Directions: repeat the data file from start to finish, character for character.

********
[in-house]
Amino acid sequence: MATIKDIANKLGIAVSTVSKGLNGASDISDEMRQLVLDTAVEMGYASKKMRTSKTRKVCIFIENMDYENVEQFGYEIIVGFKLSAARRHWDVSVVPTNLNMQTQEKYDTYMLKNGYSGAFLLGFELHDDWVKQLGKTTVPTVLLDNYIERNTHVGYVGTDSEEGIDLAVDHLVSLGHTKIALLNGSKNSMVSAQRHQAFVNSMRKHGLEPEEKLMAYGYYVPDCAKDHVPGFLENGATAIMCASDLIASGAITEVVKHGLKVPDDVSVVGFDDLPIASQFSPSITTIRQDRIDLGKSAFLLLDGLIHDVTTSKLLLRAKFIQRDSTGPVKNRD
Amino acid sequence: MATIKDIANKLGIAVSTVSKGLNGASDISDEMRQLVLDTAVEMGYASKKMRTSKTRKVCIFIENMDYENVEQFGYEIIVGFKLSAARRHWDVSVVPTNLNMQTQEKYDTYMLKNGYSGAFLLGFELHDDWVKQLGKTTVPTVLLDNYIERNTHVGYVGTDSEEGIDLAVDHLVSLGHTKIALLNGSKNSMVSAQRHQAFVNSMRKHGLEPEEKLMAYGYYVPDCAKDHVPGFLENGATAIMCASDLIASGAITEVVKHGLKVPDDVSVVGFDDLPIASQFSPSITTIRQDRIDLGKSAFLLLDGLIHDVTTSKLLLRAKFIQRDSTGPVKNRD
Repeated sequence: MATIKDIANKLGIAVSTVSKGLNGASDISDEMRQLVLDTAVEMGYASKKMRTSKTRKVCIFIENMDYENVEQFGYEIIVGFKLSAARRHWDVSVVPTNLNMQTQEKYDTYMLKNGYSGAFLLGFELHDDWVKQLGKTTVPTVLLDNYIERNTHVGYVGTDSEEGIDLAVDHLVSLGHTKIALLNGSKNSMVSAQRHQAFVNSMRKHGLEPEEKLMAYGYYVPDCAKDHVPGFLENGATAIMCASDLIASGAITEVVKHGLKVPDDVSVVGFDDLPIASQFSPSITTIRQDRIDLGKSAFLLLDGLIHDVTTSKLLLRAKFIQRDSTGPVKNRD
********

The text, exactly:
[in-house]
Amino acid sequence: MATIKDIANKLGIAVSTVSKGLNGASDISDEMRQLVLDTAVEMGYASKKMRTSKTRKVCIFIENMDYENVEQFGYEIIVGFKLSAARRHWDVSVVPTNLNMQTQEKYDTYMLKNGYSGAFLLGFELHDDWVKQLGKTTVPTVLLDNYIERNTHVGYVGTDSEEGIDLAVDHLVSLGHTKIALLNGSKNSMVSAQRHQAFVNSMRKHGLEPEEKLMAYGYYVPDCAKDHVPGFLENGATAIMCASDLIASGAITEVVKHGLKVPDDVSVVGFDDLPIASQFSPSITTIRQDRIDLGKSAFLLLDGLIHDVTTSKLLLRAKFIQRDSTGPVKNRD
Amino acid sequence: MATIKDIANKLGIAVSTVSKGLNGASDISDEMRQLVLDTAVEMGYASKKMRTSKTRKVCIFIENMDYENVEQFGYEIIVGFKLSAARRHWDVSVVPTNLNMQTQEKYDTYMLKNGYSGAFLLGFELHDDWVKQLGKTTVPTVLLDNYIERNTHVGYVGTDSEEGIDLAVDHLVSLGHTKIALLNGSKNSMVSAQRHQAFVNSMRKHGLEPEEKLMAYGYYVPDCAKDHVPGFLENGATAIMCASDLIASGAITEVVKHGLKVPDDVSVVGFDDLPIASQFSPSITTIRQDRIDLGKSAFLLLDGLIHDVTTSKLLLRAKFIQRDSTGPVKNRD
Repeated sequence: MATIKDIANKLGIAVSTVSKGLNGASDISDEMRQLVLDTAVEMGYASKKMRTSKTRKVCIFIENMDYENVEQFGYEIIVGFKLSAARRHWDVSVVPTNLNMQTQEKYDTYMLKNGYSGAFLLGFELHDDWVKQLGKTTVPTVLLDNYIERNTHVGYVGTDSEEGIDLAVDHLVSLGHTKIALLNGSKNSMVSAQRHQAFVNSMRKHGLEPEEKLMAYGYYVPDCAKDHVPGFLENGATAIMCASDLIASGAITEVVKHGLKVPDDVSVVGFDDLPIASQFSPSITTIRQDRIDLGKSAFLLLDGLIHDVTTSKLLLRAKFIQRDSTGPVKNRD